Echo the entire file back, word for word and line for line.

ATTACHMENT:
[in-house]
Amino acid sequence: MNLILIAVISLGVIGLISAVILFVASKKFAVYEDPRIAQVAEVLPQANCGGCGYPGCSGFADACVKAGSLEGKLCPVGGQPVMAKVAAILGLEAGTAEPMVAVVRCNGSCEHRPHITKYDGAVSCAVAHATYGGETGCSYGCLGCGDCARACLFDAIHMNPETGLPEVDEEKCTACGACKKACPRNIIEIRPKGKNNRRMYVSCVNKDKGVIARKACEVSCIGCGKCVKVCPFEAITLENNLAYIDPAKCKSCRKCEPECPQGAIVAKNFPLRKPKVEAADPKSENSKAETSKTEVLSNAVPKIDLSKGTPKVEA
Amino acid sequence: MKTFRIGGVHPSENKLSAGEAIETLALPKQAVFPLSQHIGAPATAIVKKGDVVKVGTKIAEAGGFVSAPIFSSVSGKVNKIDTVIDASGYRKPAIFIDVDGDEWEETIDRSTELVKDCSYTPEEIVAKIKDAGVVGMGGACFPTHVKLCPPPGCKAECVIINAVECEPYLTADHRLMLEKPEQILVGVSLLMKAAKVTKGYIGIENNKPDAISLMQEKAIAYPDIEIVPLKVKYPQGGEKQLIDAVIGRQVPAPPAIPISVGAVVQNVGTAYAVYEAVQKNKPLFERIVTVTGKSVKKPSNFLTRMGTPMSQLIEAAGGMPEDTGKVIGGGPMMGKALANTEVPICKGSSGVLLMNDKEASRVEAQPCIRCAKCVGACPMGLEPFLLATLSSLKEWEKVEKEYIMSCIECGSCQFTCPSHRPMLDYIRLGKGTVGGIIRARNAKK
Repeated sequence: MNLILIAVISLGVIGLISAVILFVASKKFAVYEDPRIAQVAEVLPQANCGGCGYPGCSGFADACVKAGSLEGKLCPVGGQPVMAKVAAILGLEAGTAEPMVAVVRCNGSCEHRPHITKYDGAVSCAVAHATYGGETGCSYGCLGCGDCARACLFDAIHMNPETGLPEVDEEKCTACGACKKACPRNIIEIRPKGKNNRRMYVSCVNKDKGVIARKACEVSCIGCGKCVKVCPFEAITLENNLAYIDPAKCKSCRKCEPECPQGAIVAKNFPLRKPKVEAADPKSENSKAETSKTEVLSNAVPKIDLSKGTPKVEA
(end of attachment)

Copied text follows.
[in-house]
Amino acid sequence: MNLILIAVISLGVIGLISAVILFVASKKFAVYEDPRIAQVAEVLPQANCGGCGYPGCSGFADACVKAGSLEGKLCPVGGQPVMAKVAAILGLEAGTAEPMVAVVRCNGSCEHRPHITKYDGAVSCAVAHATYGGETGCSYGCLGCGDCARACLFDAIHMNPETGLPEVDEEKCTACGACKKACPRNIIEIRPKGKNNRRMYVSCVNKDKGVIARKACEVSCIGCGKCVKVCPFEAITLENNLAYIDPAKCKSCRKCEPECPQGAIVAKNFPLRKPKVEAADPKSENSKAETSKTEVLSNAVPKIDLSKGTPKVEA
Amino acid sequence: MKTFRIGGVHPSENKLSAGEAIETLALPKQAVFPLSQHIGAPATAIVKKGDVVKVGTKIAEAGGFVSAPIFSSVSGKVNKIDTVIDASGYRKPAIFIDVDGDEWEETIDRSTELVKDCSYTPEEIVAKIKDAGVVGMGGACFPTHVKLCPPPGCKAECVIINAVECEPYLTADHRLMLEKPEQILVGVSLLMKAAKVTKGYIGIENNKPDAISLMQEKAIAYPDIEIVPLKVKYPQGGEKQLIDAVIGRQVPAPPAIPISVGAVVQNVGTAYAVYEAVQKNKPLFERIVTVTGKSVKKPSNFLTRMGTPMSQLIEAAGGMPEDTGKVIGGGPMMGKALANTEVPICKGSSGVLLMNDKEASRVEAQPCIRCAKCVGACPMGLEPFLLATLSSLKEWEKVEKEYIMSCIECGSCQFTCPSHRPMLDYIRLGKGTVGGIIRARNAKK
Repeated sequence: MNLILIAVISLGVIGLISAVILFVASKKFAVYEDPRIAQVAEVLPQANCGGCGYPGCSGFADACVKAGSLEGKLCPVGGQPVMAKVAAILGLEAGTAEPMVAVVRCNGSCEHRPHITKYDGAVSCAVAHATYGGETGCSYGCLGCGDCARACLFDAIHMNPETGLPEVDEEKCTACGACKKACPRNIIEIRPKGKNNRRMYVSCVNKDKGVIARKACEVSCIGCGKCVKVCPFEAITLENNLAYIDPAKCKSCRKCEPECPQGAIVAKNFPLRKPKVEAADPKSENSKAETSKTEVLSNAVPKIDLSKGTPKVEA